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Trade

The East Asian Miracle 2.0

Otaviano Canuto's picture

imageAlmost 20 years ago, the World Bank released a groundbreaking report – The East Asian Miracle – that called worldwide attention to the economic success of eight economies in the region, leading to a discussion on the extent to which policies followed by them could be replicated.

Shifting Tectonic Plates under Global Banking

Otaviano Canuto's picture

The global financial crisis has reversed an expansionary trend of international activities by banks from advanced countries that had been at play for decades. From the late 1970s to 2008, banks not only found new opportunities for intermediation in increasing cross-border capital flows, but they also raised their profile in domestic credit provision abroad. We are now watching an upheaval of that landscape, its ground dramatically shifting with the unfolding of the crisis.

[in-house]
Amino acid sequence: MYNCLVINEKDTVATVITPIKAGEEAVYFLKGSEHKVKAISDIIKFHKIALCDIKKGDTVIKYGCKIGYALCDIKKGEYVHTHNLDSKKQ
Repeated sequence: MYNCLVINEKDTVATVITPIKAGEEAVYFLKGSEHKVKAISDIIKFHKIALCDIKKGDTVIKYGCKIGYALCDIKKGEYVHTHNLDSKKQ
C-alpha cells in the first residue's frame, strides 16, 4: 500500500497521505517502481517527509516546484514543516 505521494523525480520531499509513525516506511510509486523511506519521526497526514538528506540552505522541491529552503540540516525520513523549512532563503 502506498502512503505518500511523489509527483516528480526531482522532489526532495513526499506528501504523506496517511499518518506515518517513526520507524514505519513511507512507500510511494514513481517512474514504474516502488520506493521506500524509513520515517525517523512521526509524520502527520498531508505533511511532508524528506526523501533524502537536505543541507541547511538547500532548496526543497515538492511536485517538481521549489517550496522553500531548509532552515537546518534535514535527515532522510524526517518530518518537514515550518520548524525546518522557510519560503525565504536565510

Connecting Wagons: Why and How to Help Lagging Regions Catch Up

Otaviano Canuto's picture

If it weren't for the economic performance of China, Brazil and other emerging markets, the global economic slump following the 2008 financial crisis would have been much worse. Not by chance, prospects for the global economy became gloomier this year when those economies showed signs of decreasing resilience against the downward pull from advanced countries.

Like a Hummingbird – From Chile to Mongolia

Otaviano Canuto's picture

MiningIncreased cross-learning and cooperation among developing countries has been a remarkable feature of the global economy in recent decades.  It's been some time now since knowledge and technology flowed only from advanced economies ("North") to developing ones ("South").

Facilitating Trade, Facilitating Development

Otaviano Canuto's picture

In 2001, trade representatives from around the world first arrived in Doha, the capital of tiny Qatar, for the latest round of World Trade Organization (WTO) negotiations. The goal was ambitious: work to reduce trade barriers, while ensuring that developing countries secure their fair share of global trade growth.

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